Annemiek Van Vleuten won her third Giro d’Italia this Sunday after successfully overcoming the last stage with a sprint finish in Padua. The Dutchwoman, who will turn 40 in October, donned the pink jersey last Monday in the fourth stage after an exhibition on the way to Cesena and has not let go of the lead since then. The Mallorcan Mavi García, champion of Spain on the road and in the time trial for the third consecutive year two weeks ago, has finished third, achieving the first podium of her career in a big one.
Van Vleuten’s victory also represents the first victory of a Movistar team cyclist in a Grand Tour. “I am super proud of the team, it is a new experience for all the teammates and I am delighted to be part of it. Winning is fine, but doing it as a team is unbeatable. I would not have achieved any of this without them”, said the Dutchwoman, dressed in pink, after the final victory. And she added: “It is never easy to win. To get here you need a lot of work and, the most difficult thing, to be focused every second”.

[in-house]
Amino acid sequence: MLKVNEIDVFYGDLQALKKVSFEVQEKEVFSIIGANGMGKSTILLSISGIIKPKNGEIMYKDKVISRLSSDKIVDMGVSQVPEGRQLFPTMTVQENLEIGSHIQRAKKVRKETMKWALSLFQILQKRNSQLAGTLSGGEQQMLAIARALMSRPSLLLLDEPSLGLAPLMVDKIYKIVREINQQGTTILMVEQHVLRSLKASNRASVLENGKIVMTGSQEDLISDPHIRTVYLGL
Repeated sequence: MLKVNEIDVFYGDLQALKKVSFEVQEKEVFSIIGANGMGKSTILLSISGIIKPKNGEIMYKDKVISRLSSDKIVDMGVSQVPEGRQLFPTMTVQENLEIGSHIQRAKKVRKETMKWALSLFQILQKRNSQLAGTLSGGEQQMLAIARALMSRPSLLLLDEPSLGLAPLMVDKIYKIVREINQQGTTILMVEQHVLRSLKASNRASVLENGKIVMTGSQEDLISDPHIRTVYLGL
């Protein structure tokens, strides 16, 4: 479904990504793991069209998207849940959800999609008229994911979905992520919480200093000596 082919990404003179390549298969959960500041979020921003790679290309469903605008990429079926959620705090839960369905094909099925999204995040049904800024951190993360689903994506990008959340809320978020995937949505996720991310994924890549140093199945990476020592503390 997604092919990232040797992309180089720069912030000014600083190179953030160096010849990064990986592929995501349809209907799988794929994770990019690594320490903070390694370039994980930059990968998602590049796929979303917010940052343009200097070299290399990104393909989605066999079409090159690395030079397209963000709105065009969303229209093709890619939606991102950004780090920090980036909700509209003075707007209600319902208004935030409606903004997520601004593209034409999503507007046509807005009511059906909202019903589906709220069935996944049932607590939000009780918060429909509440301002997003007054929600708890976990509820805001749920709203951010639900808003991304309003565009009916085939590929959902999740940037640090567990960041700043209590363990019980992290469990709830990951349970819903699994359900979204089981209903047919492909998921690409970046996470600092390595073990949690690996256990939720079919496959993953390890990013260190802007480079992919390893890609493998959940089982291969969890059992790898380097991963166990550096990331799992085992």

Second was the Italian Marta Cavalli, 24, who tried to close the gap with Van Vleuten this Saturday until the last breath of the queen stage. It could not be. The young FDJ Nouvelle rider, winner this year at the Fleche Wallonne after overthrowing Van Vleuten on the Huy ramp, is one of the great revelations of the season and a serious candidate for the Tour de France that starts on the 24th in Paris .
The last drawer of the podium has been occupied by one of the best Spanish cyclists of all time, Mavi García, who at 38 years of age continues to be successful in the big events. After a tough day this Saturday, in which the Majorcan saw the podium in danger due to the attack of Elisa Longo Borghini, García has arrived in Padua with the smile that characterizes her: “I have done everything I could, giving a show at each stage and finishing third overall. I’m very happy”.
Now, the protagonists of the Giro Donne (women’s Giro d’Italia) will enjoy some well-deserved rest days. In two weeks, the first women’s Tour de France in history begins in Paris, the first, at least, equaled in the organization to the men’s event. Van Vleuten, Cavalli and García will be there, ready to fight.
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